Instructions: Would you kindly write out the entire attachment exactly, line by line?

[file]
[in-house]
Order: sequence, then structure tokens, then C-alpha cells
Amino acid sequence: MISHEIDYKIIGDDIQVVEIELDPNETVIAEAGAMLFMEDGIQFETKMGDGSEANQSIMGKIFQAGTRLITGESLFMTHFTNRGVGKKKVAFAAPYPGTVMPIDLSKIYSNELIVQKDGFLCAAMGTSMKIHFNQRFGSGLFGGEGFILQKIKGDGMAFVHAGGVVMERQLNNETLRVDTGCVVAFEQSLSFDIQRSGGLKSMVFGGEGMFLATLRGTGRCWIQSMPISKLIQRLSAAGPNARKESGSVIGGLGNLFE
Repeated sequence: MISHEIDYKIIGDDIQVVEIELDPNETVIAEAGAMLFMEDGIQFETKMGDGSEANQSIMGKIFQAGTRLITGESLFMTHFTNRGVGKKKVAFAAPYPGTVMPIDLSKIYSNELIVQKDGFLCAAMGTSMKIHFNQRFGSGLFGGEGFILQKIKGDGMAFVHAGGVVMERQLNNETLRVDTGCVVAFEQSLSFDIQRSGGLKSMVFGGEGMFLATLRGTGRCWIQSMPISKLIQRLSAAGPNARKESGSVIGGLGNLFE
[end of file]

[in-house]
Order: sequence, then structure tokens, then C-alpha cells
Amino acid sequence: MISHEIDYKIIGDDIQVVEIELDPNETVIAEAGAMLFMEDGIQFETKMGDGSEANQSIMGKIFQAGTRLITGESLFMTHFTNRGVGKKKVAFAAPYPGTVMPIDLSKIYSNELIVQKDGFLCAAMGTSMKIHFNQRFGSGLFGGEGFILQKIKGDGMAFVHAGGVVMERQLNNETLRVDTGCVVAFEQSLSFDIQRSGGLKSMVFGGEGMFLATLRGTGRCWIQSMPISKLIQRLSAAGPNARKESGSVIGGLGNLFE
Repeated sequence: MISHEIDYKIIGDDIQVVEIELDPNETVIAEAGAMLFMEDGIQFETKMGDGSEANQSIMGKIFQAGTRLITGESLFMTHFTNRGVGKKKVAFAAPYPGTVMPIDLSKIYSNELIVQKDGFLCAAMGTSMKIHFNQRFGSGLFGGEGFILQKIKGDGMAFVHAGGVVMERQLNNETLRVDTGCVVAFEQSLSFDIQRSGGLKSMVFGGEGMFLATLRGTGRCWIQSMPISKLIQRLSAAGPNARKESGSVIGGLGNLFE